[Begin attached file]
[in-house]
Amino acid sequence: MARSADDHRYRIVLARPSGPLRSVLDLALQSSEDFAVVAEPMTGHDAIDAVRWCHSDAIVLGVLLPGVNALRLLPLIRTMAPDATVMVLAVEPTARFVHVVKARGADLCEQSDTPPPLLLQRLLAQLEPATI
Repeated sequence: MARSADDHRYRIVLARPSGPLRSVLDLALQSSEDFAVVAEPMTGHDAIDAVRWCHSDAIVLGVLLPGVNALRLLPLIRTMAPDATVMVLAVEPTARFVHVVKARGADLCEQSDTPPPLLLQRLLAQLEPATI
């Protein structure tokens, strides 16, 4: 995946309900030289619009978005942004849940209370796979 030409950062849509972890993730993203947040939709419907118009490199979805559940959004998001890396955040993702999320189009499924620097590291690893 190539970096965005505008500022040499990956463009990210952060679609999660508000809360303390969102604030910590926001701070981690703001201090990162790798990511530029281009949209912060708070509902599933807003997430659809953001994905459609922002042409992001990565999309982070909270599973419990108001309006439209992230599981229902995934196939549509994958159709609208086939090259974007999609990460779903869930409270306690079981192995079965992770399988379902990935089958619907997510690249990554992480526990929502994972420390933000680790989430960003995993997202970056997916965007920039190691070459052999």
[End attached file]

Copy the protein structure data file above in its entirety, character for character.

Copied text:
[in-house]
Amino acid sequence: MARSADDHRYRIVLARPSGPLRSVLDLALQSSEDFAVVAEPMTGHDAIDAVRWCHSDAIVLGVLLPGVNALRLLPLIRTMAPDATVMVLAVEPTARFVHVVKARGADLCEQSDTPPPLLLQRLLAQLEPATI
Repeated sequence: MARSADDHRYRIVLARPSGPLRSVLDLALQSSEDFAVVAEPMTGHDAIDAVRWCHSDAIVLGVLLPGVNALRLLPLIRTMAPDATVMVLAVEPTARFVHVVKARGADLCEQSDTPPPLLLQRLLAQLEPATI
């Protein structure tokens, strides 16, 4: 995946309900030289619009978005942004849940209370796979 030409950062849509972890993730993203947040939709419907118009490199979805559940959004998001890396955040993702999320189009499924620097590291690893 190539970096965005505008500022040499990956463009990210952060679609999660508000809360303390969102604030910590926001701070981690703001201090990162790798990511530029281009949209912060708070509902599933807003997430659809953001994905459609922002042409992001990565999309982070909270599973419990108001309006439209992230599981229902995934196939549509994958159709609208086939090259974007999609990460779903869930409270306690079981192995079965992770399988379902990935089958619907997510690249990554992480526990929502994972420390933000680790989430960003995993997202970056997916965007920039190691070459052999």